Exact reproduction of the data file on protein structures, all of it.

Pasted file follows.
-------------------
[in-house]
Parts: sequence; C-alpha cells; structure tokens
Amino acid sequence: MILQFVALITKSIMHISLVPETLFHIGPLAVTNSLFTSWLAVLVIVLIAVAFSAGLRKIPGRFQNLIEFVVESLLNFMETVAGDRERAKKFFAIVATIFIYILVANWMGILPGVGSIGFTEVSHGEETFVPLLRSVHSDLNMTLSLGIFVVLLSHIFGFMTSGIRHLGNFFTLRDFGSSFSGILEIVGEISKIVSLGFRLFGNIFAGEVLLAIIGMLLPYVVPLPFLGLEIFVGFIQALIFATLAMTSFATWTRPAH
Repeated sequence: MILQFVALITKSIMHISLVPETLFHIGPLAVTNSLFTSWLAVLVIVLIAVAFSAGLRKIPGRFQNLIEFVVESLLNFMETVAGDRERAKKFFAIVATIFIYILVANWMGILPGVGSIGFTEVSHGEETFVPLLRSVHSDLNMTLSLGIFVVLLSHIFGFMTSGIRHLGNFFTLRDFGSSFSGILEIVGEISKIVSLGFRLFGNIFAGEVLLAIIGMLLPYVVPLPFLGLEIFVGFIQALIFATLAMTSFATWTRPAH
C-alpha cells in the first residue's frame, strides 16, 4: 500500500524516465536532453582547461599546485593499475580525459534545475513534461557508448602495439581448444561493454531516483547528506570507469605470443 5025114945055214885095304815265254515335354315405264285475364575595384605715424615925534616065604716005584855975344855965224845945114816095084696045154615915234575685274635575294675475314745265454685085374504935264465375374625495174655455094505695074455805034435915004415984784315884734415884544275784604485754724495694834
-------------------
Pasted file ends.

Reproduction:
[in-house]
Parts: sequence; C-alpha cells; structure tokens
Amino acid sequence: MILQFVALITKSIMHISLVPETLFHIGPLAVTNSLFTSWLAVLVIVLIAVAFSAGLRKIPGRFQNLIEFVVESLLNFMETVAGDRERAKKFFAIVATIFIYILVANWMGILPGVGSIGFTEVSHGEETFVPLLRSVHSDLNMTLSLGIFVVLLSHIFGFMTSGIRHLGNFFTLRDFGSSFSGILEIVGEISKIVSLGFRLFGNIFAGEVLLAIIGMLLPYVVPLPFLGLEIFVGFIQALIFATLAMTSFATWTRPAH
Repeated sequence: MILQFVALITKSIMHISLVPETLFHIGPLAVTNSLFTSWLAVLVIVLIAVAFSAGLRKIPGRFQNLIEFVVESLLNFMETVAGDRERAKKFFAIVATIFIYILVANWMGILPGVGSIGFTEVSHGEETFVPLLRSVHSDLNMTLSLGIFVVLLSHIFGFMTSGIRHLGNFFTLRDFGSSFSGILEIVGEISKIVSLGFRLFGNIFAGEVLLAIIGMLLPYVVPLPFLGLEIFVGFIQALIFATLAMTSFATWTRPAH
C-alpha cells in the first residue's frame, strides 16, 4: 500500500524516465536532453582547461599546485593499475580525459534545475513534461557508448602495439581448444561493454531516483547528506570507469605470443 5025114945055214885095304815265254515335354315405264285475364575595384605715424615925534616065604716005584855975344855965224845945114816095084696045154615915234575685274635575294675475314745265454685085374504935264465375374625495174655455094505695074455805034435915004415984784315884734415884544275784604485754724495694834